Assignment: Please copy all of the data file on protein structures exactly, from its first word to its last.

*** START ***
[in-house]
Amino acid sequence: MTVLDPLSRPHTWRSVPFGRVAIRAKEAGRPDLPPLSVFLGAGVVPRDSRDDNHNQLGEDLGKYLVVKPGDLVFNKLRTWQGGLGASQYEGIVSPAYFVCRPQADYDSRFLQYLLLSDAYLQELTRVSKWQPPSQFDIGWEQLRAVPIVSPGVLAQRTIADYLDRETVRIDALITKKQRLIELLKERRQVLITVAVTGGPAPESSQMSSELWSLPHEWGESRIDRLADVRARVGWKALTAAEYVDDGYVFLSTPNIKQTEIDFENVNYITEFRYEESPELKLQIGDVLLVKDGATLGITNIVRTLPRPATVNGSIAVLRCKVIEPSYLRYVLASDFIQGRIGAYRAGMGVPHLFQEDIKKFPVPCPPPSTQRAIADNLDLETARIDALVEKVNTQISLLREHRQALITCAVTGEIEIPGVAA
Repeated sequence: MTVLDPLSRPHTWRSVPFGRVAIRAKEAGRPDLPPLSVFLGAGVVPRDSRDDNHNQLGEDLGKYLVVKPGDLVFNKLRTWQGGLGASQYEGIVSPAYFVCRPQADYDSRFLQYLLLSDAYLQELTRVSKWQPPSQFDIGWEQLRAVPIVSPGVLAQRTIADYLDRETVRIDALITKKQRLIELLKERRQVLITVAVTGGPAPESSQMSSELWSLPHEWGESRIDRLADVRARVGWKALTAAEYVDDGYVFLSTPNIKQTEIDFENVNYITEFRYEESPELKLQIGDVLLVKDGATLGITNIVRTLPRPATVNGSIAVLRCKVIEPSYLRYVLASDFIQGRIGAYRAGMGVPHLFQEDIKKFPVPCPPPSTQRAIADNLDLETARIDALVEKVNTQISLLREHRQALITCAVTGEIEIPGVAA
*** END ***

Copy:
[in-house]
Amino acid sequence: MTVLDPLSRPHTWRSVPFGRVAIRAKEAGRPDLPPLSVFLGAGVVPRDSRDDNHNQLGEDLGKYLVVKPGDLVFNKLRTWQGGLGASQYEGIVSPAYFVCRPQADYDSRFLQYLLLSDAYLQELTRVSKWQPPSQFDIGWEQLRAVPIVSPGVLAQRTIADYLDRETVRIDALITKKQRLIELLKERRQVLITVAVTGGPAPESSQMSSELWSLPHEWGESRIDRLADVRARVGWKALTAAEYVDDGYVFLSTPNIKQTEIDFENVNYITEFRYEESPELKLQIGDVLLVKDGATLGITNIVRTLPRPATVNGSIAVLRCKVIEPSYLRYVLASDFIQGRIGAYRAGMGVPHLFQEDIKKFPVPCPPPSTQRAIADNLDLETARIDALVEKVNTQISLLREHRQALITCAVTGEIEIPGVAA
Repeated sequence: MTVLDPLSRPHTWRSVPFGRVAIRAKEAGRPDLPPLSVFLGAGVVPRDSRDDNHNQLGEDLGKYLVVKPGDLVFNKLRTWQGGLGASQYEGIVSPAYFVCRPQADYDSRFLQYLLLSDAYLQELTRVSKWQPPSQFDIGWEQLRAVPIVSPGVLAQRTIADYLDRETVRIDALITKKQRLIELLKERRQVLITVAVTGGPAPESSQMSSELWSLPHEWGESRIDRLADVRARVGWKALTAAEYVDDGYVFLSTPNIKQTEIDFENVNYITEFRYEESPELKLQIGDVLLVKDGATLGITNIVRTLPRPATVNGSIAVLRCKVIEPSYLRYVLASDFIQGRIGAYRAGMGVPHLFQEDIKKFPVPCPPPSTQRAIADNLDLETARIDALVEKVNTQISLLREHRQALITCAVTGEIEIPGVAA